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They say a dog is man’s best friend, but a new study shows that getting too up close and personal with your furriest family members could be detrimental to your oral health.
A special report in the Archives for Oral Biology found that kissing your dog may lead to tooth decay and gum disease in both humans and canines.
The Daily Mail reported, when Japanese researchers analyzed the germs from 50 dogs and their owners, they found that a potentially harmful oral microbe normally found only in dogs, but not in humans, was discovered in the mouths of 16% of owners. Likewise, oral microbes normally found only in human mouths were found in their dogs.
These microbes can cause gum disease, or periodontitis, an inflammatory disease of the mouth tissue. In fact, a strikingly high number of dogs suffer from periodontitis, making the chances of humans contracting it from their dogs much higher than anyone that loves sweet puppy kisses would like to admit.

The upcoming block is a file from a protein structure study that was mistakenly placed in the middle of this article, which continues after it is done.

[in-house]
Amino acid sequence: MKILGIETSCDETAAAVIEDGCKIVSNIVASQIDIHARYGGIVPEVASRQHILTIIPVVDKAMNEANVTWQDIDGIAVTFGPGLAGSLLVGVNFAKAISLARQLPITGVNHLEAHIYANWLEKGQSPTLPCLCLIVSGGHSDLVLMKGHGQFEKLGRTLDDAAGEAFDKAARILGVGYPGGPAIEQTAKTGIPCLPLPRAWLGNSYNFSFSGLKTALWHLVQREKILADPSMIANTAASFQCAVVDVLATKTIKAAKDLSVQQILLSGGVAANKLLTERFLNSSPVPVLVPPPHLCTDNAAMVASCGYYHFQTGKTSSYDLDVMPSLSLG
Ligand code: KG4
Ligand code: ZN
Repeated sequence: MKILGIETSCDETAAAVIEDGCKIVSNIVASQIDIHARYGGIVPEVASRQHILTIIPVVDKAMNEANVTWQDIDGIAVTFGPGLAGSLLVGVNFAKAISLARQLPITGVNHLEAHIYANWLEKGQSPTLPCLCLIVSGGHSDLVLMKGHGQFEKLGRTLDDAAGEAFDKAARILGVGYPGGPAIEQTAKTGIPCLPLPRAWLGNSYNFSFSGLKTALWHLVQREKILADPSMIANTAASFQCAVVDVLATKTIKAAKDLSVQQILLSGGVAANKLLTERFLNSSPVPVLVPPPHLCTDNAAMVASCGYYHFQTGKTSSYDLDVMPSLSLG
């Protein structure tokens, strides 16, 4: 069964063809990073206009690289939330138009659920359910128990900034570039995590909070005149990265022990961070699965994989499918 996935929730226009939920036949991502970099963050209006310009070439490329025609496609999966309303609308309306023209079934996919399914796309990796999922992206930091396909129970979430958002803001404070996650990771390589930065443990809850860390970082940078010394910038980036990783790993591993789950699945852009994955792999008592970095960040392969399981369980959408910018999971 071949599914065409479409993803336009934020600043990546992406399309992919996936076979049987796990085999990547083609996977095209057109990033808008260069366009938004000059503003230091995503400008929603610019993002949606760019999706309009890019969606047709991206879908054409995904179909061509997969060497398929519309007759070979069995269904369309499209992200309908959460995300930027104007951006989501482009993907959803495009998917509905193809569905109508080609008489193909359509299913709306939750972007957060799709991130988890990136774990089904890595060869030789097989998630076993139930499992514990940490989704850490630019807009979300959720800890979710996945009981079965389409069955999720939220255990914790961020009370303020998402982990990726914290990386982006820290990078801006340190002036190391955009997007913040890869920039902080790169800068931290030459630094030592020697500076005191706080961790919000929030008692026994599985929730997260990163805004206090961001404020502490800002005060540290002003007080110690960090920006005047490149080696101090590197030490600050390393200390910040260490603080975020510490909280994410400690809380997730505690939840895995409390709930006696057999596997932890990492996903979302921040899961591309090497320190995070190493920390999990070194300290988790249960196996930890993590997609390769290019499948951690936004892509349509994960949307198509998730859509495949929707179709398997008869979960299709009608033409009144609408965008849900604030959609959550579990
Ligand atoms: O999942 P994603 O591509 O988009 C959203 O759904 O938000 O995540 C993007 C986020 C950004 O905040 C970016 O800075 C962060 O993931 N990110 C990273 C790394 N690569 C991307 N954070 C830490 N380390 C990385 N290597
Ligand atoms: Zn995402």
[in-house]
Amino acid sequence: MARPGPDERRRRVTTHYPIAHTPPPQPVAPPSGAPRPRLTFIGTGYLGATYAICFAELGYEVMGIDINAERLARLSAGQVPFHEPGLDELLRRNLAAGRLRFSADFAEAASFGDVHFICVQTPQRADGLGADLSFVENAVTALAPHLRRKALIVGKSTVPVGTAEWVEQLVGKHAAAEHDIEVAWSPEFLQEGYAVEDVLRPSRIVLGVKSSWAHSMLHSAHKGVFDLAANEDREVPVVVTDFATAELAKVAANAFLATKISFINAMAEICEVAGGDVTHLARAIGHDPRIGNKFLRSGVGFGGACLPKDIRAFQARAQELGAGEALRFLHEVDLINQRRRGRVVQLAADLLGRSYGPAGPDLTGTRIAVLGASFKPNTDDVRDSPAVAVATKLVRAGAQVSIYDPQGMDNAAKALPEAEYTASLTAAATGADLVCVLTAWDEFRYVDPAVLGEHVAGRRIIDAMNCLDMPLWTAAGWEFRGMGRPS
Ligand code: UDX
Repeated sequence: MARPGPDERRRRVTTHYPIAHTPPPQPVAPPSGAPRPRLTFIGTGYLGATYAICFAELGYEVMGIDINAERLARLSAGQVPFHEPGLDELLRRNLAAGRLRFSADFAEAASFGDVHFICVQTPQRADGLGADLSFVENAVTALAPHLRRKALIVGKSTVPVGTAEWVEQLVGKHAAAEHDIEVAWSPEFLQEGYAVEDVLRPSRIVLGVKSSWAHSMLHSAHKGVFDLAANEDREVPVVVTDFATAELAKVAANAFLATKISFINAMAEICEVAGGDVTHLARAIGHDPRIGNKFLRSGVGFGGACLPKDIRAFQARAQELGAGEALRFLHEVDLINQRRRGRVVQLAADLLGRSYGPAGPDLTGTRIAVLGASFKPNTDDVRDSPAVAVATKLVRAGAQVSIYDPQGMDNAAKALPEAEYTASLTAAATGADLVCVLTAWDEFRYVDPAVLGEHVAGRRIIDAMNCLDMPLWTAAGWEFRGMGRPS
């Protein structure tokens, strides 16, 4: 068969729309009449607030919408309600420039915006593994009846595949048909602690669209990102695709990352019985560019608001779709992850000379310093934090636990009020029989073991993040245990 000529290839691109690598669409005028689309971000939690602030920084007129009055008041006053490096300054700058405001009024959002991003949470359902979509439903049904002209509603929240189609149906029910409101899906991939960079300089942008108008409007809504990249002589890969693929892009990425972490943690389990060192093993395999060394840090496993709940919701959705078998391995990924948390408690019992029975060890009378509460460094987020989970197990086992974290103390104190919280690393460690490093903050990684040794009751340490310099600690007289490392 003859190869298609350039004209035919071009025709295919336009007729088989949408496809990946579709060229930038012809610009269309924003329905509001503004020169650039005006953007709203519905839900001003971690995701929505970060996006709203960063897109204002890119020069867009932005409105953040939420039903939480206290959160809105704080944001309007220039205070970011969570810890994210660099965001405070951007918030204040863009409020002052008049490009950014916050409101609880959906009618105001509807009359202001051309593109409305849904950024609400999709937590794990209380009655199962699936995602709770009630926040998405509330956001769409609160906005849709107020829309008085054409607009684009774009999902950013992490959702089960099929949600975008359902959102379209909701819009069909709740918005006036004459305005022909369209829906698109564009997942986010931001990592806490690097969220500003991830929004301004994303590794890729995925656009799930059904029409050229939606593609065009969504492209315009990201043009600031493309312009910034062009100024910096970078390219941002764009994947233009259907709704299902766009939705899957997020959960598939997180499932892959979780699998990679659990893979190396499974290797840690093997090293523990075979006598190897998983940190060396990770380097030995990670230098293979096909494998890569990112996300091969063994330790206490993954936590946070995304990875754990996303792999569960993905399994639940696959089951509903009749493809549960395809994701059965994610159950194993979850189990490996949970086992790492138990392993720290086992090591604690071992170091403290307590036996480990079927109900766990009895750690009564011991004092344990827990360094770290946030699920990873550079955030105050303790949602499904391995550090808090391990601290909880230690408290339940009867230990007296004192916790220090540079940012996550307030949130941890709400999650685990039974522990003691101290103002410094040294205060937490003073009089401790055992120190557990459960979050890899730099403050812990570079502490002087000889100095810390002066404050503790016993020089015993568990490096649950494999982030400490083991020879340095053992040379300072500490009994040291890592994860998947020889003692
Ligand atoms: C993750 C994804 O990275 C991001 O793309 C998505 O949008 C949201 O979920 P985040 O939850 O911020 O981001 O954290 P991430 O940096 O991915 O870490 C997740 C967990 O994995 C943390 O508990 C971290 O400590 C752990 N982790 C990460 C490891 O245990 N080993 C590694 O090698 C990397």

Veterinarians say proper oral health for both you can your dog can greatly reduce the risk of gum disease in you both. Regular brushing, flossing, and annual teeth cleanings minimize the risk.
If you want to keep those kisses coming, better keep brushing! Not quite sure how to brush your dog’s teeth? This article will show you how – it’s easier than you might think!
I wonder if those who shared bacteria provided routine and daily oral care for the poochies? And, has hard as this is to think of, themselves?
LORDIE…..LOL LOL…….WHAT ELSE CAN GO,WRONG!!!!lol
So right Beth. I love my furry little girl a lot, but I know where else that tongue has been. Kisses on the chin only please!
Well geez what kind of kisses are we talking about here? I only kiss my pups on the top of their heads or sometimes on the side of their face. My girl loves to lick our faces but we don’t let her lick our mouths.